When I was a kid, a favorite joke of my older brother was to wake us all up on April first with the exclamation "It is snowing!" Now growing up in Utah, the possibility of snow on April first was entirely possible, but usually spring had taken root in the land: the lawn was greening, trees were cracking blossoms and birds were assured that winter was pretty much behind. Of course we kids always fell for the joke, and sprang out of bed to see the miracle of one last welcome blanket of purity over the land, only to see the green lawn and the budding trees accompanied by the laughter of my brother. There were only a couple of times that he was wrong, and today would have been one of those days. April first snows make fools of us all, and it has been snowing hard here most of the day.
All in all, it has been a particularly cold winter. March is usually a transitional month where spring begins to stir in the land. Trees begin to bud. Birds find some comfort in the hope of of regeneration. I went away on a trip for a week with the hope that spring would take hold and the world would explode with flowers and birds.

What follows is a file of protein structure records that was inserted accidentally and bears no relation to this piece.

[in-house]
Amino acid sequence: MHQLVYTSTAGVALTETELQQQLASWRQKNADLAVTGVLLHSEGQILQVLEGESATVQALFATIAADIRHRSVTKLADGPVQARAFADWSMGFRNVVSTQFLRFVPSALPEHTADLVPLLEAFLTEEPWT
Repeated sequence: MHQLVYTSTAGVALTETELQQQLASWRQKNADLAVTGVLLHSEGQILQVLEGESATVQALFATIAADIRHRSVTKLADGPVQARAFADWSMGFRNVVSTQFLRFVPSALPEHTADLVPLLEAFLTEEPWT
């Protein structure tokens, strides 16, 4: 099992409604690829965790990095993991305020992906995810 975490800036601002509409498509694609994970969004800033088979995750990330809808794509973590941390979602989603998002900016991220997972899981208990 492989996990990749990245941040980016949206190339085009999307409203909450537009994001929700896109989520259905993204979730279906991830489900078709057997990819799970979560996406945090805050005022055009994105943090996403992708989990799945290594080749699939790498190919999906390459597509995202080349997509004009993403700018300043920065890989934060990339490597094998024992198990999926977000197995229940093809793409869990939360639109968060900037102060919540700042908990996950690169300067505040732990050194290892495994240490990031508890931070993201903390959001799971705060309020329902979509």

When I returned, I came back to the same winter-overed, silent land. Empty branches greeted me.
Even still, I put away my sidewalk salt.
The peach tree in my backyard was fooled, it seems, and has nearly budded. Its buds are iced-over now, and nearly open. The forsythia in the neighbor's yard was fooled and came out in full bloom weeks late and on an April Fool's snow day at that.
All have been fooled, you see, as I've brought out my sidewalk salt again and cast it widely on my steps, even though I know the snow will most likely all melt tomorrow.
And so, as I sit here contemplating the long, strange winter, I look out on the darkness of the street below and write the following:
The promise of fruit
Is all you have to offer
Snow-covered peach tree